Due to Covid-19 we have had to cancel courses from March to 1st August, we hope you will find an event later in the year that you can attend.
This course is designed for anyone interested in the amazing diversity of invertebrate life found in terrestrial habitats. It is suitable for both countryside professionals and amateur naturalists.
Field excursions will introduce a variety of collecting and surveying techniques appropriate to a range of habitats. These will be complemented by workshop sessions back at the Centre, helping you to identify specimens to the correct taxonomic group and, where appropriate, to species level. Illustrated talks will provide an insight into the diversity, ecology and conservation of invertebrates.
This is one of a series of courses (Units) run jointly with Manchester Metropolitan University contributing to the MSc Biological Recording and Ecological Monitoring and the Postgraduate Certificate in Biological Recording. To gain university credits you must be registered for the programme in advance of this course. For further details please contact:
Department of Natural Sciences, Manchester Metropolitan University, (Shrewsbury Office). E-mail: [email protected] Phone: 01743 355137
The Unit will be assessed through, for example, identification tests, survey reports, field journals, production of keys, essays or other forms of assessment.
The course is also suitable for non-credit students and for those enrolling on the new certificate course with FSC. For further details on this course please contact FSC Head Office at [email protected]
Tutor: Peter BoardmanPete Boardman runs the national recording scheme for Craneflies. He is an entomologist in the Natural England Field Unit, and previously ran biological recording and entomological projects for the Field Studies Council. He has taught entomology and led workshops for a range of organisations over the last twenty years. He once saw a slug eating a chip.
Please arrive at the Centre between 15:00pm and 17:00pm on the first day of your course in good time for a welcome introduction and evening meal usually 18.30pm, after which the course commences with a short evening session.
On Friday evening we begin with an illustrated lecture exploring the enormous diversity of invertebrate species, and discuss the Assignment (MMU students only).
On Saturday morning we will discuss the different types of invertebrate survey and the basic information to be collected in all surveys before venturing into the Field Centre’s ground to look at some methods of collecting invertebrates. After lunch we will look at some of the invertebrates you have collected and learn how to go about identifying them. In the evening there will be a lecture describing the different techniques that can be used to find and sample invertebrates.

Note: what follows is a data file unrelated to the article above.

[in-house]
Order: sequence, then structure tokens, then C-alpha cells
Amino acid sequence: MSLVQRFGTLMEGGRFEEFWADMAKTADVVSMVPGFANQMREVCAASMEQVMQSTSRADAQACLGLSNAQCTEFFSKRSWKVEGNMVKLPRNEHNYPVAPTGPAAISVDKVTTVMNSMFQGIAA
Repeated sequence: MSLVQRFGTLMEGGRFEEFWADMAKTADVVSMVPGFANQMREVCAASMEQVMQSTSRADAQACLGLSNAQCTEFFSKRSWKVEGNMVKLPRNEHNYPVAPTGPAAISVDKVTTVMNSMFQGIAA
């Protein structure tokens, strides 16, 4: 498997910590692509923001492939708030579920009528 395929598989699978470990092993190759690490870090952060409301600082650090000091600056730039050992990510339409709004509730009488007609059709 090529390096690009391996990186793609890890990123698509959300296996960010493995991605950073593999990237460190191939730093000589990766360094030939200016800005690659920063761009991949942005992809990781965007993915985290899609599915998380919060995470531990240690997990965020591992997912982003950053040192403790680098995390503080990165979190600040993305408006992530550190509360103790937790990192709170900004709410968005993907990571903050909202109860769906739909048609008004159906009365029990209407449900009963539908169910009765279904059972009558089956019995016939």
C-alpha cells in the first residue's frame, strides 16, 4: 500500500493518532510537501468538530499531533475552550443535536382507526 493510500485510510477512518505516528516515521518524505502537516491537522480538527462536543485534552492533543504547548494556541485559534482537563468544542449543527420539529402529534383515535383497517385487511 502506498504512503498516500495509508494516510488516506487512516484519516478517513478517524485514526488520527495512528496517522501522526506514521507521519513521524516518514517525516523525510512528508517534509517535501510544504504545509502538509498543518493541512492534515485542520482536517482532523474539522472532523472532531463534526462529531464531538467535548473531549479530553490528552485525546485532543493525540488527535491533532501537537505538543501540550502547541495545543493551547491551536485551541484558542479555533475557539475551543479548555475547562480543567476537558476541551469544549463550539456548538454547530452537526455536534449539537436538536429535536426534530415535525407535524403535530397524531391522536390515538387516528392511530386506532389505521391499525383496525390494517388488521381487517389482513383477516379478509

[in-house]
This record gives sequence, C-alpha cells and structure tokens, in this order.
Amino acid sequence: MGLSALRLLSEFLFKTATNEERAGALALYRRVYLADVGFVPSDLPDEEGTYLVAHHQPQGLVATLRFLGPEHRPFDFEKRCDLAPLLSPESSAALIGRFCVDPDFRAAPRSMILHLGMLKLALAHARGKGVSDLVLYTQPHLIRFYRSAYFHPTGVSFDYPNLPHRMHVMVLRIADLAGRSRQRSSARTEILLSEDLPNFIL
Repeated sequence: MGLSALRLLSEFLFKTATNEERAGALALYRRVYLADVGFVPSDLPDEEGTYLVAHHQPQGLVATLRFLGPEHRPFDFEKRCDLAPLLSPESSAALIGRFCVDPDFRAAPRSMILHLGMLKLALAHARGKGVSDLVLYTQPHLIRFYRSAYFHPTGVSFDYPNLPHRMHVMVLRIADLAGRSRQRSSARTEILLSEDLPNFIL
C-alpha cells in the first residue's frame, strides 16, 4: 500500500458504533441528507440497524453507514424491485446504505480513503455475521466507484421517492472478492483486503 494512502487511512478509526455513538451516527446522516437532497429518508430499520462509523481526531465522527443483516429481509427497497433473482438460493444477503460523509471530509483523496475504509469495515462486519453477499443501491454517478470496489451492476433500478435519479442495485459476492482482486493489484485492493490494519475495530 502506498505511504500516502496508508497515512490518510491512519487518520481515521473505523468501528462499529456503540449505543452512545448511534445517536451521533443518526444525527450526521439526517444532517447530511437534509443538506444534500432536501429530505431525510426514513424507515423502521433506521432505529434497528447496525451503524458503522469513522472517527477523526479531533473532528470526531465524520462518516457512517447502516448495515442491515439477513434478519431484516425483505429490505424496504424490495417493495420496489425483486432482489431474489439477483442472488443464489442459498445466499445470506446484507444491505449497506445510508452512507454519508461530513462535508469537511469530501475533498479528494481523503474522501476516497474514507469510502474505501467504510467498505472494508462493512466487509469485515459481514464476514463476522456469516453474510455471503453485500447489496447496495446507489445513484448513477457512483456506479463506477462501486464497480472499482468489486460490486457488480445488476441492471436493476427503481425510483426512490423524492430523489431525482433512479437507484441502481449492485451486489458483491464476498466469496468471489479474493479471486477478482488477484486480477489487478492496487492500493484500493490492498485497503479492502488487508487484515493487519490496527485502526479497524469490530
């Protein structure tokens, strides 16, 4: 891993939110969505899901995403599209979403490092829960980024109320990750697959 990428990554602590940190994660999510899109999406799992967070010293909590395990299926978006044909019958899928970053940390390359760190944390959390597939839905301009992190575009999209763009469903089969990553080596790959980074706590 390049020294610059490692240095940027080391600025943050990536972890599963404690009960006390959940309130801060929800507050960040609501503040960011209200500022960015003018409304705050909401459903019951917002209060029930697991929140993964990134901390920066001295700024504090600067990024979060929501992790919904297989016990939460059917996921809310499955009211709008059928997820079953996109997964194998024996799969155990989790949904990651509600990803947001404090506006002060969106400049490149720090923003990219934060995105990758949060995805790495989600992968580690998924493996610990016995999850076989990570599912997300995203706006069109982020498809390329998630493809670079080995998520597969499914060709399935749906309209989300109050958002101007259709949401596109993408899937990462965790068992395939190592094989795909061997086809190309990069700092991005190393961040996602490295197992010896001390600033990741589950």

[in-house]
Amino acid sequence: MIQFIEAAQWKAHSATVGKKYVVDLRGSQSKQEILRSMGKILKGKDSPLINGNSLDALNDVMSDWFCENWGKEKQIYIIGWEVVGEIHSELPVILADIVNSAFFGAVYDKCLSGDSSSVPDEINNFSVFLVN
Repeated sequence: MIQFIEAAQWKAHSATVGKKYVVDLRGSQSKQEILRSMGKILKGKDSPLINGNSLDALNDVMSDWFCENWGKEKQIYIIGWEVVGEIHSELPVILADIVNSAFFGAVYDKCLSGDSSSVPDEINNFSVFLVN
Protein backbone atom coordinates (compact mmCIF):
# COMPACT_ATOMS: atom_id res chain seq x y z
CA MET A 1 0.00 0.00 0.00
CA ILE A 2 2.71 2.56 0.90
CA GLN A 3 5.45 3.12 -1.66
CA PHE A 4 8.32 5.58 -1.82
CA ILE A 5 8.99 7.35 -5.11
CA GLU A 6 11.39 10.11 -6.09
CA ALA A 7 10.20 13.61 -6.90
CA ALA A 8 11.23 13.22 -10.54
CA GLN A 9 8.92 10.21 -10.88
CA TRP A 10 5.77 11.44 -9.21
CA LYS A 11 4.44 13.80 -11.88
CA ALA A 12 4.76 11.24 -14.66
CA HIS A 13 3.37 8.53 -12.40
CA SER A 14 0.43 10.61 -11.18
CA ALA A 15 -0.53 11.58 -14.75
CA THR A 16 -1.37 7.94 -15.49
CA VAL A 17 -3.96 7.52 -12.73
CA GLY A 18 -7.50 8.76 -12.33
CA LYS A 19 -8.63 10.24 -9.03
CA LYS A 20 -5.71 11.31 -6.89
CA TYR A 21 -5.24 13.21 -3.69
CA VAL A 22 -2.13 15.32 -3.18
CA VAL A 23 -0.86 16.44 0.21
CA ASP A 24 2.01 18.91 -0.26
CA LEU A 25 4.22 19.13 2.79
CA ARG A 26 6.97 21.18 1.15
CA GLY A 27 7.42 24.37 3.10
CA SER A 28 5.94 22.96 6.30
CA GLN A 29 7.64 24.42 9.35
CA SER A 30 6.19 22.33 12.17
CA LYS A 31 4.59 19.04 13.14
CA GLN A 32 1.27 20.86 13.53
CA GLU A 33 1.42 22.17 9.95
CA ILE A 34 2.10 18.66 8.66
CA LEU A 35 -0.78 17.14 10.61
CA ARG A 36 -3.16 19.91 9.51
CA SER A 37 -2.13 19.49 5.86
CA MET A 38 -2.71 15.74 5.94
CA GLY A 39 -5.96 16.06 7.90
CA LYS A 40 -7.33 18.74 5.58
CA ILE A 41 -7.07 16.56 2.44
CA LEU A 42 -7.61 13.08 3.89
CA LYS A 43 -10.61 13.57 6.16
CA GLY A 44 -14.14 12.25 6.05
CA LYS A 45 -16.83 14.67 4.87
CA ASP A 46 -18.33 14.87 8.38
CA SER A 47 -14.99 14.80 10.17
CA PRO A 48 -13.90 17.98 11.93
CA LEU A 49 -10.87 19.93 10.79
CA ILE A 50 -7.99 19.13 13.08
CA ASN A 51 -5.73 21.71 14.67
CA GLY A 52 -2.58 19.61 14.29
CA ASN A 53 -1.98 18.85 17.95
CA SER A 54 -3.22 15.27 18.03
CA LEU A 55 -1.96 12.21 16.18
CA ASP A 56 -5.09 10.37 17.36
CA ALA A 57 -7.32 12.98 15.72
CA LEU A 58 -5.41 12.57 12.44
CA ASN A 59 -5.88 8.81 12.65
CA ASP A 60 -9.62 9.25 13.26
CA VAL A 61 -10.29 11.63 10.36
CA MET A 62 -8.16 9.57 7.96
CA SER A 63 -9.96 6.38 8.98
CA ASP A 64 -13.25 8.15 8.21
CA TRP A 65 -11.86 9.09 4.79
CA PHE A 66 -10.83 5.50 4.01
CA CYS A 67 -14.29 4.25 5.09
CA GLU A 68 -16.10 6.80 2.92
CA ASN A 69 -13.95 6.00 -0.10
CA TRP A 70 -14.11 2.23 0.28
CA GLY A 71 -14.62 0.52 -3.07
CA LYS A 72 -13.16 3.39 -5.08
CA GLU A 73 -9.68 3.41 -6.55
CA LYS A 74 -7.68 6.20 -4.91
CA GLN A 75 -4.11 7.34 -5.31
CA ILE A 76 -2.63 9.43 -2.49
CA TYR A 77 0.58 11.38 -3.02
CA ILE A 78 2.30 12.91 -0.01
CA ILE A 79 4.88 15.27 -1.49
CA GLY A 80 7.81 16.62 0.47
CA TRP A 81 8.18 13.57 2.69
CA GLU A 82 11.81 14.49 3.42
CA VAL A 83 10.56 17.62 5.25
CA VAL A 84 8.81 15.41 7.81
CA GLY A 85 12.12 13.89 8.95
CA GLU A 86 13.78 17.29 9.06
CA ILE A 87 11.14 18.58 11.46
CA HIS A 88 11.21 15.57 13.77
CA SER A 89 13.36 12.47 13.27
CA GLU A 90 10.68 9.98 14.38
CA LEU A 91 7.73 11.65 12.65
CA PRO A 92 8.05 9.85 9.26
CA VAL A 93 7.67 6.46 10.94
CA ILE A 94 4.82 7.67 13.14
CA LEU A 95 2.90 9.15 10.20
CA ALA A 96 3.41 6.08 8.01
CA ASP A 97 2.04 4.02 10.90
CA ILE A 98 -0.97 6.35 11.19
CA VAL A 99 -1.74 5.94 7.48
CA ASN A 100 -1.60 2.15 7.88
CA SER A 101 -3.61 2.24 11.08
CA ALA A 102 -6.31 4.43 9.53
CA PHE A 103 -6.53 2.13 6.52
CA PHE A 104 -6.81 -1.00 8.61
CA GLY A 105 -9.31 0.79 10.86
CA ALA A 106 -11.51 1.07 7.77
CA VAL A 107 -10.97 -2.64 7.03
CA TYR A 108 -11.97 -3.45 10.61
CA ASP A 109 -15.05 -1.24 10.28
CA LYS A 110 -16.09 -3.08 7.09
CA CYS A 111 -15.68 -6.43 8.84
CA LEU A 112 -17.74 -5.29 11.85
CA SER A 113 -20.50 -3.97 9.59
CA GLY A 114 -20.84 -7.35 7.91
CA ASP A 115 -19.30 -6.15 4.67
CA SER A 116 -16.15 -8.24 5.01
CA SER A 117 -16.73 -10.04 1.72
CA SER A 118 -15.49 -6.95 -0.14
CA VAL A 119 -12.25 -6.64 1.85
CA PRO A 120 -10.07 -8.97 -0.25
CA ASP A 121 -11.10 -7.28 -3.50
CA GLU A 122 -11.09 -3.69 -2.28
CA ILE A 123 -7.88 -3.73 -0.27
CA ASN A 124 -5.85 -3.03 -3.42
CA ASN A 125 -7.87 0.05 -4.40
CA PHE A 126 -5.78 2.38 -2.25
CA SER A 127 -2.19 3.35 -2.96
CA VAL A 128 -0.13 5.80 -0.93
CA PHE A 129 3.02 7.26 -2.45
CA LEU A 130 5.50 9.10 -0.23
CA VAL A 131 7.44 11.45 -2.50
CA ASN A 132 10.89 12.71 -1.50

On Sunday a field visit to a local site will allow you to practice collecting techniques suited to each type of habitat and give you an appreciation of the microsites that invertebrates inhabit. This visit will be followed by a laboratory workshop enabling you to practice the preparation of voucher specimens and the identification of your samples. This will require the killing of specimens. In the evening you will be given an overview of methods for interpreting the lists of species collected during invertebrate surveys.
Monday provides an opportunity for further fieldwork or to spend more time in the laboratory identifying the invertebrates you have already captured. There will also be time to test your skills by attempting to identify some pre-prepared specimens from the Preston Montford insect collection.
Accrediting AgencyManchester Metropolitan University
Before You Attend
What to Bring
- A hand lens is essential, ideally at x10 magnification.
- Warm waterproof clothing and footwear.
- A field notebook and pencil.
- Any personal collecting equipment you may have.
- A sandwich box, flask and/or water bottle and a bag to carry your kit.
- If you have a smart phone please download the iRecord app.
There are many books dealing with specific invertebrate groups. The books listed below are broader in scope and hence most relevant to the beginner. The references given in the AIDGAP key by Steve Tilling are a good introduction to the specialist literature for specific groups.
- Barnard, P Royal Entomological Society Book of British Insects; RES
- Chinery, M Collins Pocket Guide to the Insects of Britain and Western Europe, Harper Collins
- Chinery, M Collins Complete British Insects, Harper Collins
- Drake, M. et al Surveying terrestrial and freshwater invertebrates for Conservation evaluation, Natural England NERR005 (available as a free download from Natural England).
- Tilling, S M A key to the major groups of British Terrestrial Invertebrates, Field Studies Council
- Wheater, C P & Read, H J Richmond Publishing Co Animals under logs and stones: Naturalists’ Handbooks 22